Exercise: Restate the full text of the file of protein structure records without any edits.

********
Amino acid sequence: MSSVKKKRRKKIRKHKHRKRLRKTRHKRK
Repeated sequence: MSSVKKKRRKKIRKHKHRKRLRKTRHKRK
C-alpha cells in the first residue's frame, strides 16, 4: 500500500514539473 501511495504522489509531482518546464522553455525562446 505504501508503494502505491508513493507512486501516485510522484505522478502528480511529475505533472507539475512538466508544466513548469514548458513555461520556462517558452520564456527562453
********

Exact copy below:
Amino acid sequence: MSSVKKKRRKKIRKHKHRKRLRKTRHKRK
Repeated sequence: MSSVKKKRRKKIRKHKHRKRLRKTRHKRK
C-alpha cells in the first residue's frame, strides 16, 4: 500500500514539473 501511495504522489509531482518546464522553455525562446 505504501508503494502505491508513493507512486501516485510522484505522478502528480511529475505533472507539475512538466508544466513548469514548458513555461520556462517558452520564456527562453